Pedro Arrojo was awarded the Goldman Prize in 2003 for his oppositions to Spain’s 1995 National Hydrological Plan (NHP), which called for 120 new dams that would have devastated countless natural areas and fishing communities along the Ebro River.
Today, Arrojo is the director of Water, Rivers and People, a collaborative international exhibition that aims to show the human side of water conflicts through breathtaking photography and personal interviews with victims. Goldman Prize nominating partner, International Rivers, is a collaborating partner on the project.
The exhibit focuses on many conflict areas including: dams and forced displacements; privation and access to clean water as a human right; and ecosystem degradation and unnatural disasters.
Photo by Karin Robinson, shown as part of the Waters, Rivers and People Exhibit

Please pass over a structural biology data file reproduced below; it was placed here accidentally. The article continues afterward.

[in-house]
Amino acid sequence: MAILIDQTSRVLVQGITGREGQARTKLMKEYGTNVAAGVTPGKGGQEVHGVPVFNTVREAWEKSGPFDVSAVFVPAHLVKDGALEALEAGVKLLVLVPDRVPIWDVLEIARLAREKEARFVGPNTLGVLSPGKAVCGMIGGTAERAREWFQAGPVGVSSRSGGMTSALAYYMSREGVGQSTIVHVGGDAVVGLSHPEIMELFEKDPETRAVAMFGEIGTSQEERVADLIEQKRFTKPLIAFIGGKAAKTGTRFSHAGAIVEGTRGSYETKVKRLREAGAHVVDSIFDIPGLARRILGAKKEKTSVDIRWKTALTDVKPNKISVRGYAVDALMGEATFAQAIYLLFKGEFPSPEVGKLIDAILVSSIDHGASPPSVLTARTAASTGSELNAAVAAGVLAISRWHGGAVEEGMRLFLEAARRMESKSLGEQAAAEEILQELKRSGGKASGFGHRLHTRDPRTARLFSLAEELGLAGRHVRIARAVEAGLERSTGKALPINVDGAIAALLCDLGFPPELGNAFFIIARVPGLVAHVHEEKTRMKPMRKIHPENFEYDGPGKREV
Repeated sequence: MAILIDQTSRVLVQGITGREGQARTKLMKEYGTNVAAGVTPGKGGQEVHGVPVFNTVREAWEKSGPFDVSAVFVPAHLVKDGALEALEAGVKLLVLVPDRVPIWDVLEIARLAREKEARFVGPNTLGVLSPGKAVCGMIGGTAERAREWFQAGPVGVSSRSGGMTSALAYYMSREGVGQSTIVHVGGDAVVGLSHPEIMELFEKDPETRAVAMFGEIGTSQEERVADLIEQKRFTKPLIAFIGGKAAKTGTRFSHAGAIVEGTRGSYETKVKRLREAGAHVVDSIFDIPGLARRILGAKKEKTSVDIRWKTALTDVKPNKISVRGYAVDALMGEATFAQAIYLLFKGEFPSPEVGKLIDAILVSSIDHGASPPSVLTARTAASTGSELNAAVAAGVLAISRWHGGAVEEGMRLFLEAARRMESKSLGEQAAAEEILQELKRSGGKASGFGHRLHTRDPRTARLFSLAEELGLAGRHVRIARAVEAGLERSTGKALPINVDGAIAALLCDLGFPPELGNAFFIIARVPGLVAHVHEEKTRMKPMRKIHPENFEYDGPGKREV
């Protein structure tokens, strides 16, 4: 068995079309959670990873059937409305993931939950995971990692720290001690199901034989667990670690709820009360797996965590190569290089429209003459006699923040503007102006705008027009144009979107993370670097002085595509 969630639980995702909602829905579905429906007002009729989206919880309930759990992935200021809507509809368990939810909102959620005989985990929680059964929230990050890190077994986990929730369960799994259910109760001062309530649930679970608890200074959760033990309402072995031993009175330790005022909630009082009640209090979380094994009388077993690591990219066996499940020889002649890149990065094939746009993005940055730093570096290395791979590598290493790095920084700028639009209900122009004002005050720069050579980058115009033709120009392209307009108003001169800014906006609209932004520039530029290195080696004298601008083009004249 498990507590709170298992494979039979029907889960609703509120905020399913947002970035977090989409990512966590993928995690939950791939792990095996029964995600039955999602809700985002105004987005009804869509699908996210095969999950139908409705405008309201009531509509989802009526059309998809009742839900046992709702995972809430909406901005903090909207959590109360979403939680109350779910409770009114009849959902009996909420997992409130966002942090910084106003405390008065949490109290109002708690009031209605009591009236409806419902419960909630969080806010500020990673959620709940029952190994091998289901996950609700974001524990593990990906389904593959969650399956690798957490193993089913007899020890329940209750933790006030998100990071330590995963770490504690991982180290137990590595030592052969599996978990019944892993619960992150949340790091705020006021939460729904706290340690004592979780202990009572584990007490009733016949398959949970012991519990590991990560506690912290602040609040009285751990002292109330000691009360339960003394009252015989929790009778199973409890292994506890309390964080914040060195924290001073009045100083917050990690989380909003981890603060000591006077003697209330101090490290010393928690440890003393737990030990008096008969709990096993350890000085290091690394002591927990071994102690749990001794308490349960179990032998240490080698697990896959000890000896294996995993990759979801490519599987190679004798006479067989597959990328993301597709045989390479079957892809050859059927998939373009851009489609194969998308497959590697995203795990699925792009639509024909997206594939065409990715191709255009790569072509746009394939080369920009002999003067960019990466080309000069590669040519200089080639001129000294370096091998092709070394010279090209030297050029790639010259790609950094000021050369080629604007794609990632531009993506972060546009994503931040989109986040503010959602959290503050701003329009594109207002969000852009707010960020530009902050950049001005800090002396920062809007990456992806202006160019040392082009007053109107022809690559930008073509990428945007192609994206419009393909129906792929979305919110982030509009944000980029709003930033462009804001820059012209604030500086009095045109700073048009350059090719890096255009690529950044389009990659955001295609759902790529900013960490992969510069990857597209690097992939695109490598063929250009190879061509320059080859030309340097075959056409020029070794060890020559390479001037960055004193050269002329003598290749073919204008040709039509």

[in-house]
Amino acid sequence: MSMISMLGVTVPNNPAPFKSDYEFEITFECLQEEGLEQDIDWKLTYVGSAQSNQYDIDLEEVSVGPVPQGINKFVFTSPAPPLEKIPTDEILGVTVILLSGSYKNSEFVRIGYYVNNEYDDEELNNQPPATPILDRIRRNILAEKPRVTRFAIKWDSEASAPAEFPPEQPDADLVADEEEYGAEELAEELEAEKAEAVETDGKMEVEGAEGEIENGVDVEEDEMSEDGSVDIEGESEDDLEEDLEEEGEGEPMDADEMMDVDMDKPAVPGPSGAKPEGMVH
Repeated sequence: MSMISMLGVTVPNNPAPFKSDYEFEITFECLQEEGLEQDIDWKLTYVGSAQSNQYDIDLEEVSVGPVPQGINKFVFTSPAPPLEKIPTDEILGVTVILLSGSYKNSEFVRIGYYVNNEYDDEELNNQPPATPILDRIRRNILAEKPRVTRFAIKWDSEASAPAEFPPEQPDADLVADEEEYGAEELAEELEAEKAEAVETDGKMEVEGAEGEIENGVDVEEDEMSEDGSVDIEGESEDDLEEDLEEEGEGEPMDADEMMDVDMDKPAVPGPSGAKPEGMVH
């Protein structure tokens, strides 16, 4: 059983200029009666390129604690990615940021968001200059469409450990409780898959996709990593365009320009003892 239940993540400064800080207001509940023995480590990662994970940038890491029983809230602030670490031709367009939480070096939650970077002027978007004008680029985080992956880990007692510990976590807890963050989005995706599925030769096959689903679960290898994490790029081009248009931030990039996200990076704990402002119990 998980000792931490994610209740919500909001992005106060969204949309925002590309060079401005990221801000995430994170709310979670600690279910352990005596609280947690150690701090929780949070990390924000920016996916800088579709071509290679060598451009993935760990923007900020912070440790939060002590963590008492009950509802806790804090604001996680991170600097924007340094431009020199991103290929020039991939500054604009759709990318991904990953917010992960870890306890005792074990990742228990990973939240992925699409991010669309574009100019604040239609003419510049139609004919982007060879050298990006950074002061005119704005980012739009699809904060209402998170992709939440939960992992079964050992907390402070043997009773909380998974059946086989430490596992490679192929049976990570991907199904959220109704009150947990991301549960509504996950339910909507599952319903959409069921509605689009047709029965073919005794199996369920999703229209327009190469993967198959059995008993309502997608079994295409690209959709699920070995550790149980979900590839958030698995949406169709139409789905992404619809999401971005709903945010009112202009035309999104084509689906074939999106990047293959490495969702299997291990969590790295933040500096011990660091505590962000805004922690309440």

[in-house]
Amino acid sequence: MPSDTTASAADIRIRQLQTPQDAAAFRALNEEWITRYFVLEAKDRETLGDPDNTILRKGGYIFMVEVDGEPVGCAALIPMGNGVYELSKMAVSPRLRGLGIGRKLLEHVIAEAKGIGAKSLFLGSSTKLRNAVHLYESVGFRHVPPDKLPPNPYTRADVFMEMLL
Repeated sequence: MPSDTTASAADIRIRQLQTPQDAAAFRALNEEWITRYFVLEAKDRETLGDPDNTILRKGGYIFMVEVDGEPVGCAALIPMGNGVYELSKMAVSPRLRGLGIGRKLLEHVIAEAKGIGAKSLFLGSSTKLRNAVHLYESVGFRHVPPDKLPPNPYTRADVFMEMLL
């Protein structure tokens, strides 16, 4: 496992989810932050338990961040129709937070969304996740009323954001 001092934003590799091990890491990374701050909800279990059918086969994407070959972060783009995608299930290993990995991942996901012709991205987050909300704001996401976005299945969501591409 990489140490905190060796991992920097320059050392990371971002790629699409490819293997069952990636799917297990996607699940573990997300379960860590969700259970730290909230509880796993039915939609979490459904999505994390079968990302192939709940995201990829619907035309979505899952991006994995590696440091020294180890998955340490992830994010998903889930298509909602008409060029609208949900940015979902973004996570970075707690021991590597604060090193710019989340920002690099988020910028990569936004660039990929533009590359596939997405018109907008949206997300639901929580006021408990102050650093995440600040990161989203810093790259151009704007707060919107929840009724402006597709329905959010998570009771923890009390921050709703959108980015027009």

On the ‘Water, Rivers and People’ website, Arrojo describes his work:
“We are facing a hydrological holocaust, in which the victims are invisible, distant and faceless. Our consciences easily forget them.
In the Water, Rivers and People exhibition, we decided to give a voice to these people, who are simultaneously both victims and protagonists for a more just, dignified, and sustainable world. We aim to show the human side of water conflicts, giving those who suffer and struggle the most the opportunity to express themselves.
Perhaps they do not have all the answers to these problems, but there is no doubt that they are suffering on the front lines. They deserve to be heard and their stories taken into consideration.”